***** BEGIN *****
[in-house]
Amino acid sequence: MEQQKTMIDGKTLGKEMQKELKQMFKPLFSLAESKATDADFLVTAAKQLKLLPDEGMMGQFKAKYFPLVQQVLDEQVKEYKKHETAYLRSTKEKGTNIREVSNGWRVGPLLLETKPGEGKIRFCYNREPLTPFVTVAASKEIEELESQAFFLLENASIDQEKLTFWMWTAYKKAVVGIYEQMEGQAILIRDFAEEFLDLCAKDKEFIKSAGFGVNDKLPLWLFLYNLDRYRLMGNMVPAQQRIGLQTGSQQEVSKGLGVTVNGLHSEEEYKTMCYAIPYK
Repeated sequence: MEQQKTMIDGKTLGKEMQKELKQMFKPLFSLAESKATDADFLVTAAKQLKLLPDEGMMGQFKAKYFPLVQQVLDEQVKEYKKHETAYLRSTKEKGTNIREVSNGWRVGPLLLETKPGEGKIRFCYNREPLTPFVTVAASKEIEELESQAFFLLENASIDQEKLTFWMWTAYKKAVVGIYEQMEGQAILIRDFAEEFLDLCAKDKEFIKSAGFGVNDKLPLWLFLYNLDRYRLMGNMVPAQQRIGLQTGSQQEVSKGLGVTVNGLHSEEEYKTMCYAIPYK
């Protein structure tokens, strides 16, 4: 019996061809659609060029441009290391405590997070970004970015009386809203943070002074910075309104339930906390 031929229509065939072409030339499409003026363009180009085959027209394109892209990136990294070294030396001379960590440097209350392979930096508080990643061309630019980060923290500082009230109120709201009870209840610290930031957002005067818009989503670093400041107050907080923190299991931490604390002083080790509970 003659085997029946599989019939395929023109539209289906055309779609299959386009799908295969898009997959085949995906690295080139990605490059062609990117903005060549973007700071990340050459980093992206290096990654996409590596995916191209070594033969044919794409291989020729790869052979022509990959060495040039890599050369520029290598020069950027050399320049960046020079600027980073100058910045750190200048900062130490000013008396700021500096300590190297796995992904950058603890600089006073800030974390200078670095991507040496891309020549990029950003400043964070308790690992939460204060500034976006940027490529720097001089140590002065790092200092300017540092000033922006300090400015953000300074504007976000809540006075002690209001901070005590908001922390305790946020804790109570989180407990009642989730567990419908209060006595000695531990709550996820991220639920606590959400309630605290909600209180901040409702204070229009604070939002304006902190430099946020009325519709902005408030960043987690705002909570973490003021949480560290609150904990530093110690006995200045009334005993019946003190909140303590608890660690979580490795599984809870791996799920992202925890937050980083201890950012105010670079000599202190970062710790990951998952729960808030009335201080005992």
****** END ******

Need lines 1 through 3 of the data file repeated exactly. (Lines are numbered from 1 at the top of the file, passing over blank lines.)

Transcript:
[in-house]
Amino acid sequence: MEQQKTMIDGKTLGKEMQKELKQMFKPLFSLAESKATDADFLVTAAKQLKLLPDEGMMGQFKAKYFPLVQQVLDEQVKEYKKHETAYLRSTKEKGTNIREVSNGWRVGPLLLETKPGEGKIRFCYNREPLTPFVTVAASKEIEELESQAFFLLENASIDQEKLTFWMWTAYKKAVVGIYEQMEGQAILIRDFAEEFLDLCAKDKEFIKSAGFGVNDKLPLWLFLYNLDRYRLMGNMVPAQQRIGLQTGSQQEVSKGLGVTVNGLHSEEEYKTMCYAIPYK
Repeated sequence: MEQQKTMIDGKTLGKEMQKELKQMFKPLFSLAESKATDADFLVTAAKQLKLLPDEGMMGQFKAKYFPLVQQVLDEQVKEYKKHETAYLRSTKEKGTNIREVSNGWRVGPLLLETKPGEGKIRFCYNREPLTPFVTVAASKEIEELESQAFFLLENASIDQEKLTFWMWTAYKKAVVGIYEQMEGQAILIRDFAEEFLDLCAKDKEFIKSAGFGVNDKLPLWLFLYNLDRYRLMGNMVPAQQRIGLQTGSQQEVSKGLGVTVNGLHSEEEYKTMCYAIPYK